You know it’s Tuesday when your ipod’s batteries die and you still have 4 miles left to run…
With no music to distract me I was left alone with my thoughts. I planned my dance class for this afternoon (turns out it’s nearly impossible to plie and run at the same time), pondered plans for an upcoming performance, and day-dreamed about cracking into the coconut in my fridge.
High potassium coconut water is the perfect post-super-sweaty-run recovery drink!
A local grocer sells whole coconuts for just $1.50-less than a container of coconut water and you get all the nutritious, delicious meat!
I am working on making more ecologically sound choices in my grocery shopping so I rarely buy packaged drinks, especially not single servings. [I do, however, have a wine clause to the packaged drink rule! A girl’s gotta have her exceptions. ;)]
I love coconut water but don’t like the idea of how much energy is used to produce one little container. Don’t get me wrong, a fair amount of energy went into growing, picking, shucking, and shipping my whole coconut but there’s very little processing and the “packaging” (the shell) is natural and biodegradable.
My effort to be a more ecologically-minded shopper has also led me to lower my grocery bills. Making kombucha, yogurt, and beans from scratch take a minimal amount of time for a minimal amount of money and produce a minimal amount of “wasted” resources!
I know DIY yogurt is not for everyone but there are simple changes and switches that we can all make. Do you buy single serving containers of yogurt because you always bring one with you fro lunch at work? Switch to the biggest container you can, buy a few 8 ounce canning jars (or better yet, reuse a jar you already have, like a small jelly jar) and divvy out your servings to grab-n-go.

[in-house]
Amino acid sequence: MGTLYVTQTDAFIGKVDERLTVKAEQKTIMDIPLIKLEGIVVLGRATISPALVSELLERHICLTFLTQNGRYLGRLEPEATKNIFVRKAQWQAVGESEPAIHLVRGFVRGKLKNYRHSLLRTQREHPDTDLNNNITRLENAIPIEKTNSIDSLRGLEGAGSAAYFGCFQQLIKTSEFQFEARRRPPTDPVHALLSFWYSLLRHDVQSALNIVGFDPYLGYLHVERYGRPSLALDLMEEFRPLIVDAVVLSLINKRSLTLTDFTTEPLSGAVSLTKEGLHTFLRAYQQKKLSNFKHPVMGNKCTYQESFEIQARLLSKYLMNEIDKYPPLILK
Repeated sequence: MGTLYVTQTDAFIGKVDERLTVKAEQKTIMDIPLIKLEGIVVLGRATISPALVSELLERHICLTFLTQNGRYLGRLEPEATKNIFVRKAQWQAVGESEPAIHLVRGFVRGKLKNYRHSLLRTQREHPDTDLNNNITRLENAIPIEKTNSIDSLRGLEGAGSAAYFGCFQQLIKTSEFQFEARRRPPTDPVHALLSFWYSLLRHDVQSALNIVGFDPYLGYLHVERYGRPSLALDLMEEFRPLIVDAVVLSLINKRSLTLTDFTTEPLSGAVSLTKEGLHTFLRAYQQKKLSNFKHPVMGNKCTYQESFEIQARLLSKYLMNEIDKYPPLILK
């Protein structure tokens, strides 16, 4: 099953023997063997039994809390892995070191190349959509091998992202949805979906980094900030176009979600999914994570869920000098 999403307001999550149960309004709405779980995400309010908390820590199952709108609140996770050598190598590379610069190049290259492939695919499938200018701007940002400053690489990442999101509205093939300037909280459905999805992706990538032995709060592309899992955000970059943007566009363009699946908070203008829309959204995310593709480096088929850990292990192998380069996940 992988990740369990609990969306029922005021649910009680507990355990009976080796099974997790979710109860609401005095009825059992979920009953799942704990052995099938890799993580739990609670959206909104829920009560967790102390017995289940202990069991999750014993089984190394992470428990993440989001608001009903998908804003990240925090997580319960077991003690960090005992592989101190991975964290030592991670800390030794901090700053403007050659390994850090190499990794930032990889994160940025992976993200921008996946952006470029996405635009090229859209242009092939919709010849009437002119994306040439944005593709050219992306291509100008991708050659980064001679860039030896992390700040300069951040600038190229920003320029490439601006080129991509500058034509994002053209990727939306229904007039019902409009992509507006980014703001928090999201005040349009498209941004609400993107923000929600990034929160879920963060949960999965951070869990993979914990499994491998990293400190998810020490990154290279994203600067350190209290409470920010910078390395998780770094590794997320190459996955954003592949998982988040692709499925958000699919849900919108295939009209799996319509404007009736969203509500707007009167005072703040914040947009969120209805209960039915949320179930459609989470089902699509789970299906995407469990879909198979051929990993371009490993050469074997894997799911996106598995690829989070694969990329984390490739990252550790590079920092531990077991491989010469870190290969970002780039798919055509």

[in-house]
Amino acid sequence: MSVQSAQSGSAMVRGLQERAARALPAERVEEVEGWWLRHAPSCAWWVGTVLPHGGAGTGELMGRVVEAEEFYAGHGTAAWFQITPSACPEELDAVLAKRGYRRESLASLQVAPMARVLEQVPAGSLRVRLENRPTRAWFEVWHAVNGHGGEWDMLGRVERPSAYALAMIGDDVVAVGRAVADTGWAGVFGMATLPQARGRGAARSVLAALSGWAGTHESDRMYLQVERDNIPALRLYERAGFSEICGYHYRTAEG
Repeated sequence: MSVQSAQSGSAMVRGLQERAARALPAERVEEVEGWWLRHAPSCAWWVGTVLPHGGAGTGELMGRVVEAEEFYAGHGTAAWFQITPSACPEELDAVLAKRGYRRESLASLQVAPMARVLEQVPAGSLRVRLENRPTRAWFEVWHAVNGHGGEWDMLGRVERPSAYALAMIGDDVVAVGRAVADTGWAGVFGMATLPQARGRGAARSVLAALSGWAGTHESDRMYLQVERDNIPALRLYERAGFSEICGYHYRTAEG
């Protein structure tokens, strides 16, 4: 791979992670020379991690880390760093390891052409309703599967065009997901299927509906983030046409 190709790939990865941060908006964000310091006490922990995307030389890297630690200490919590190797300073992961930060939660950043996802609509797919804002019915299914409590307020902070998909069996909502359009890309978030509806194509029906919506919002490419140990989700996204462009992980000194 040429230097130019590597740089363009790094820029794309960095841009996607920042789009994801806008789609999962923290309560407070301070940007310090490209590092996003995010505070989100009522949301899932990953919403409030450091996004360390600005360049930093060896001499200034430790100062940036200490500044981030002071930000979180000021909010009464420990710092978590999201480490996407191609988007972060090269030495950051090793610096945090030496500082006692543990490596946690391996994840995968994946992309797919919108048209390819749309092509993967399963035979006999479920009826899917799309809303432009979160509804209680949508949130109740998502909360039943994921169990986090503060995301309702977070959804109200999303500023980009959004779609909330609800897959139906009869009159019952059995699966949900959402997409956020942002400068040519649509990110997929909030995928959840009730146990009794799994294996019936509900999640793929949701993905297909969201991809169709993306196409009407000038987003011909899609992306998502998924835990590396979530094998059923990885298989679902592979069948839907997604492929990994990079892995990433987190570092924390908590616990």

Do you use canned beans because it doesn’t seem worth it to cook them from scratch for just a few servings? Beans freeze really well. I always make a huge pot of them, put a few days worth in the fridge and freeze the rest in pint jars (the same size as a can!). When we run out of beans I just grab a jar and let it defrost in the fridge. Freezing dries out and expands food so make sure to put a little bit of bean water in the bottom of the jar and leave some head space at the top.
Many times the environmentally friendly choice is also the local choice; shopping at the farmers market (no packaging/super short shipping distance/unprocessed), buying pastured eggs, milk, and meat (less energy goes into producing their food/often short shipping distance), or growing a garden (no packaging/shipping!!).
Does the environment factor into your trip to the store? If so, how? If not, why not?